Rolling Inhibit Overload Protection
Publication Date: 2012-Mar-21
The IP.com Prior Art Database
Miller, Karl: INVENTOR [+1]
A Concept of Rilling Inhibit is applied. Each MME rotates their assignments of ?inhibited? eNBs with an Update Interval (U) and restarts/ repeats the sequence periodically (period T), so no one eNB stays in a geographical outage permanently Each eNB is ensured at least U seconds of potential access every T seconds Load Reduction ratios of (T-U)/U are possible, while outage for any one eNB is limited to a max of (T-U) seconds every T seconds. For the Motorola LTE WBC(MME) product, this is being implemented with T=6 seconds and U= 30 seconds
By Karl Miller and Greg Freeland
Motorola Solutions Networks
An apparatus and method for rolling inhibit overload protection in a communication network is described. This involves a step of detecting a level of communication traffic congestion in a Network Element pool followed by a step which includes sending Overload/Stop instructions from all Network Elements in the pool to at least one base station to inhibit the at least one base station. A following step includes inhibiting communication at the at least one base station. This is followed by rotating the sending and inhibiting steps among all base stations and by adjusting the size of the base station set to be inhibited in order to achieve a wide level of load reduction for the Network Element pool at predetermined inhibit time periods.
The result of this method is efficient load reduction throughout the Network Element pool while avoiding geographical outages in the network.
Overload in various forms of communication networks often utilize feedback flow control mechanisms to force source elements in the network to reduce or stop the forwarding of traffic under overload conditions. These mechanisms work well for low levels of overloading. However with high levels of overloading, these mechanisms can incur negative consequences in the network. For example, in large networks with aggregation points where many sending network nodes are feeding a small number of receiver nodes, the use of such feedback flow control mechanisms in response to heavy overloading can result in geographical outages. That is, a large number of the sending nodes can be essentially disconnected from the network for the duration of the overload condition, providing what is essentially a network outage for the affected sending nodes.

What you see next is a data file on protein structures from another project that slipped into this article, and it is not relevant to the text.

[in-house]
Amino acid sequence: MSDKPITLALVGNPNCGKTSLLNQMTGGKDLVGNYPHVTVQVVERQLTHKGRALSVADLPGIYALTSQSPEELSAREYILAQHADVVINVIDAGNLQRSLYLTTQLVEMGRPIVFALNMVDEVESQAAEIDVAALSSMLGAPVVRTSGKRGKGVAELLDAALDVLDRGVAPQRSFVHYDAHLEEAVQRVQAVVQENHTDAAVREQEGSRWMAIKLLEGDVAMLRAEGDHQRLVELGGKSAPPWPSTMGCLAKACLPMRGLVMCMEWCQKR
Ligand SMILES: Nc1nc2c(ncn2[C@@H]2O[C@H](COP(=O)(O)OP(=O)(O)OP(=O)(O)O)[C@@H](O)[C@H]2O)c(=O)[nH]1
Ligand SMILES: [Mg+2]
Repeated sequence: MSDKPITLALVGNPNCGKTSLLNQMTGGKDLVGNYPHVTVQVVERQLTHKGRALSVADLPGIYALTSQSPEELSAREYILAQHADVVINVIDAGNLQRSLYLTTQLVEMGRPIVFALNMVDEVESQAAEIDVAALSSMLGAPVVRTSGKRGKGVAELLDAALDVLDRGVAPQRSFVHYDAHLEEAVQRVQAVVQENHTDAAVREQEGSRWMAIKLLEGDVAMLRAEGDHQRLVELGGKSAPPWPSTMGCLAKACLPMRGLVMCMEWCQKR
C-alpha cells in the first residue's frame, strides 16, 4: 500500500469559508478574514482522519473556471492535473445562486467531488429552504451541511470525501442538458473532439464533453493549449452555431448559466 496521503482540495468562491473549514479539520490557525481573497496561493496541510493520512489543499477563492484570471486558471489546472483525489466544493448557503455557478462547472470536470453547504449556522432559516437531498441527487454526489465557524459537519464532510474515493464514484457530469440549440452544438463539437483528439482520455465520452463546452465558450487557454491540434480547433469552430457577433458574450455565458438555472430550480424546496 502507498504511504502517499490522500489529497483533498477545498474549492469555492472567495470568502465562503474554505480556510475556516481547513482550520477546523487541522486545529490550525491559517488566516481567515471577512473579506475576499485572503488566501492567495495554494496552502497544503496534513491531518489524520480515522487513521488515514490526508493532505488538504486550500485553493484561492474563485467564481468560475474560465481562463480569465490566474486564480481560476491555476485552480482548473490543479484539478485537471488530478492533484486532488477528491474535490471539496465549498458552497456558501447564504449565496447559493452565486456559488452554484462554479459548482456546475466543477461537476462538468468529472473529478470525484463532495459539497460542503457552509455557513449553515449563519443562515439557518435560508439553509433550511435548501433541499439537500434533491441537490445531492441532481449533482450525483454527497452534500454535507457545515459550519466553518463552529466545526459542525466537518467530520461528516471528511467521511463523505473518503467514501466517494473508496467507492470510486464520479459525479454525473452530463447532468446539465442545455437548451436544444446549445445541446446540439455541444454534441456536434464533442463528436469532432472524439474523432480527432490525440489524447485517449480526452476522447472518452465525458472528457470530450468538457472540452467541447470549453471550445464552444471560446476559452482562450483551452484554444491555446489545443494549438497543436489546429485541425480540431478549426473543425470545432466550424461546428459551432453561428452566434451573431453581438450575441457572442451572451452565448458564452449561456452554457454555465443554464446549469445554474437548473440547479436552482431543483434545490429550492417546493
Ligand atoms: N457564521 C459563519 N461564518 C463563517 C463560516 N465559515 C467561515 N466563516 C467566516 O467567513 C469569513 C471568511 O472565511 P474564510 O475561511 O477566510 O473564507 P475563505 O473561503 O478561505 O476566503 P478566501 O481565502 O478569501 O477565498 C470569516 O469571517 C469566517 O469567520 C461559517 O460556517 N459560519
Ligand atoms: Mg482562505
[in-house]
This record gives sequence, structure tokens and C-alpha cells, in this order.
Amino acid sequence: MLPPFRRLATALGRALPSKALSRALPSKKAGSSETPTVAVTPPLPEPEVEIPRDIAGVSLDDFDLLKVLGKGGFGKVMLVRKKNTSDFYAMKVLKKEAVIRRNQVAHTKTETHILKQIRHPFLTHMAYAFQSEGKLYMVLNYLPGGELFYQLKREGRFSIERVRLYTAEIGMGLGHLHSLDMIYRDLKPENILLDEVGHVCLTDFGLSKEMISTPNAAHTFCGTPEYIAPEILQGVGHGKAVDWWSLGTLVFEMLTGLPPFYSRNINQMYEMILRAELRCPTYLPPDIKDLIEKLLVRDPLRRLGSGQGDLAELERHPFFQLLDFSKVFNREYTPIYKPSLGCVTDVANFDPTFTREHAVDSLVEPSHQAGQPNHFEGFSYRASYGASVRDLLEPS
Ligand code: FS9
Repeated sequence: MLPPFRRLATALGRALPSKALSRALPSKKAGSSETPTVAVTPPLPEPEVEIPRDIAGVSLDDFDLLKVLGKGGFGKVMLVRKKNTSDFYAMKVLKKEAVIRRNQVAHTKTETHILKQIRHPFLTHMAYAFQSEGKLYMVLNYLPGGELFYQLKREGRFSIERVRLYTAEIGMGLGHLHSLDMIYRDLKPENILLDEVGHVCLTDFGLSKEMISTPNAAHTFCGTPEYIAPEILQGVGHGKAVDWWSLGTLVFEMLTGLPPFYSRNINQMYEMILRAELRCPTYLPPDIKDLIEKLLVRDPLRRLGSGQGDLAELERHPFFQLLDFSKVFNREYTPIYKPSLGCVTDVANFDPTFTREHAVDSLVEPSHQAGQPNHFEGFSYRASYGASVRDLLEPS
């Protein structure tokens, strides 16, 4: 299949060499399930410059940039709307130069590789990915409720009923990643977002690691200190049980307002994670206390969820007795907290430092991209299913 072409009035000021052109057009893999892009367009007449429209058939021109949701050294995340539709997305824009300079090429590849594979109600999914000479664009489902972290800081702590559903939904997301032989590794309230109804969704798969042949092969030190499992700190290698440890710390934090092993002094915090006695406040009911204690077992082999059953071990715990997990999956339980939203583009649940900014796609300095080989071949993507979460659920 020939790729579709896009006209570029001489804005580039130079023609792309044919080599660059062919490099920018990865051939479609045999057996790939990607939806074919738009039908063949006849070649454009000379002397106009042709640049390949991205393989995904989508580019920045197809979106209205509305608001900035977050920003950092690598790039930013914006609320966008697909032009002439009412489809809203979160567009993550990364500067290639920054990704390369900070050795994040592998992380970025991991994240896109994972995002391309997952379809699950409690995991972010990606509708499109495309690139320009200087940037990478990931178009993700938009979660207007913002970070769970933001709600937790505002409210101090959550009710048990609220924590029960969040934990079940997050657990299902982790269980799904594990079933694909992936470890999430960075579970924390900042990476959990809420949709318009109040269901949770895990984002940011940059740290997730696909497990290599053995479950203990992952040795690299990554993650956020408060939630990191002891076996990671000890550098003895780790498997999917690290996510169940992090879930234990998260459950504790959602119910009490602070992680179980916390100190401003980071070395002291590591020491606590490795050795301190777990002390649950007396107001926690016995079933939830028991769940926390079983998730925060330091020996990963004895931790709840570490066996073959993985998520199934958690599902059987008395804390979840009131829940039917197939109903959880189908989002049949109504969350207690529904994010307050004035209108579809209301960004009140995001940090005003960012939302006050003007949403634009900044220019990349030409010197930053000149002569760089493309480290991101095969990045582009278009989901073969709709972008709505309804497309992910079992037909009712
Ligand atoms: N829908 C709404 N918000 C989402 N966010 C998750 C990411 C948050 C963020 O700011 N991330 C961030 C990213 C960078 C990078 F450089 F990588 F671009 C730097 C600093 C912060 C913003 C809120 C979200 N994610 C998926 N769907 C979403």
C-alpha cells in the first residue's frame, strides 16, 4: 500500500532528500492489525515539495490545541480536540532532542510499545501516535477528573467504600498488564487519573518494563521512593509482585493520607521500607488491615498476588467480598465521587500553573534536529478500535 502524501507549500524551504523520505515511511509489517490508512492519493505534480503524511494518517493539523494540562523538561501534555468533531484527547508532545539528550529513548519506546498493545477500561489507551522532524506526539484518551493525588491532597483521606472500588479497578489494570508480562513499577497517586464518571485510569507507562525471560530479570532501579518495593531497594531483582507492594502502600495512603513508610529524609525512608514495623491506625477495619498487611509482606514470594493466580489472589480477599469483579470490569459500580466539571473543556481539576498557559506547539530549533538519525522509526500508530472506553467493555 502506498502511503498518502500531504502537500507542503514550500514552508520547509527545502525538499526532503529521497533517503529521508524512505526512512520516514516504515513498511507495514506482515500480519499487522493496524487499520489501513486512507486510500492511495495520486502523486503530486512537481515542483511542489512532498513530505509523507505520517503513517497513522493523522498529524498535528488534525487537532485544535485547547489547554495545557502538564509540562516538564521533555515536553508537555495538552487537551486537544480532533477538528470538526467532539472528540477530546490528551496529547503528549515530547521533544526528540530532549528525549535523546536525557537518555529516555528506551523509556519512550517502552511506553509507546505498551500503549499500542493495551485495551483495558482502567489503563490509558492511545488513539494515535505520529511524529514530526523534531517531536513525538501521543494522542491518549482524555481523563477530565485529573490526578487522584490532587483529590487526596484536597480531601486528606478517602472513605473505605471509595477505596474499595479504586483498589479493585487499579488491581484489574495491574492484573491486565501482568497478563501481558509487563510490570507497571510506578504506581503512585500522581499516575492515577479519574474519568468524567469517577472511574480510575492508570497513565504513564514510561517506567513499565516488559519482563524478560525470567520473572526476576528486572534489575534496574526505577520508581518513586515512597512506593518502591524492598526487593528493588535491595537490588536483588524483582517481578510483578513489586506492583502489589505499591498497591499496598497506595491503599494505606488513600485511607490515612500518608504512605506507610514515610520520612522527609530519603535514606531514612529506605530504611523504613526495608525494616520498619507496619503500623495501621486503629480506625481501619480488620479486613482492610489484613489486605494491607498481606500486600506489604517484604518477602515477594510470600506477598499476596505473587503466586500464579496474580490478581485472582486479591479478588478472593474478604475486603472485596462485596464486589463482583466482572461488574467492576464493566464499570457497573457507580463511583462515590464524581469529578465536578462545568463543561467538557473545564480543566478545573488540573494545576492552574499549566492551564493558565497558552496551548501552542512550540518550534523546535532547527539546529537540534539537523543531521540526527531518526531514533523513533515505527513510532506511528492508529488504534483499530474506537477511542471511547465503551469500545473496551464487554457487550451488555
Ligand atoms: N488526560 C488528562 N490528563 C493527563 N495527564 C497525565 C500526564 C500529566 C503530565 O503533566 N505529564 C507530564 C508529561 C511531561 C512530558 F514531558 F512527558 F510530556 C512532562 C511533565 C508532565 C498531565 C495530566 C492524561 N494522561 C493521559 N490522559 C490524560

The problem then is how to achieve significant load reduction in the pursuit of overload control in a large network without incurring geographical outages for sending nodes within the network.
The solution described in this publication is a method for applying feedback flow control in such a manner as to achieve high levels of load reduction, even while under extreme overloading, without incurring geographical outages for sending nodes within the network.
In 4G wireless telecommunication networks, such as Worldwide Interoperability for Microwave Access (WiMAX) communication network or Long Term Evolution (LTE) communication network, a Mobility Management Entity (MME) is the key control node for the access-network. The MME manages one or more evolved eNodeBs (eNB) in a region. Each eNB serves one or more user equipment (UE) in its geographic area. The MME is responsible for UE tracking and paging procedures, authentication and authorization of the UE, and it is involved in the bearer activation/deactivation process. It is also responsible for...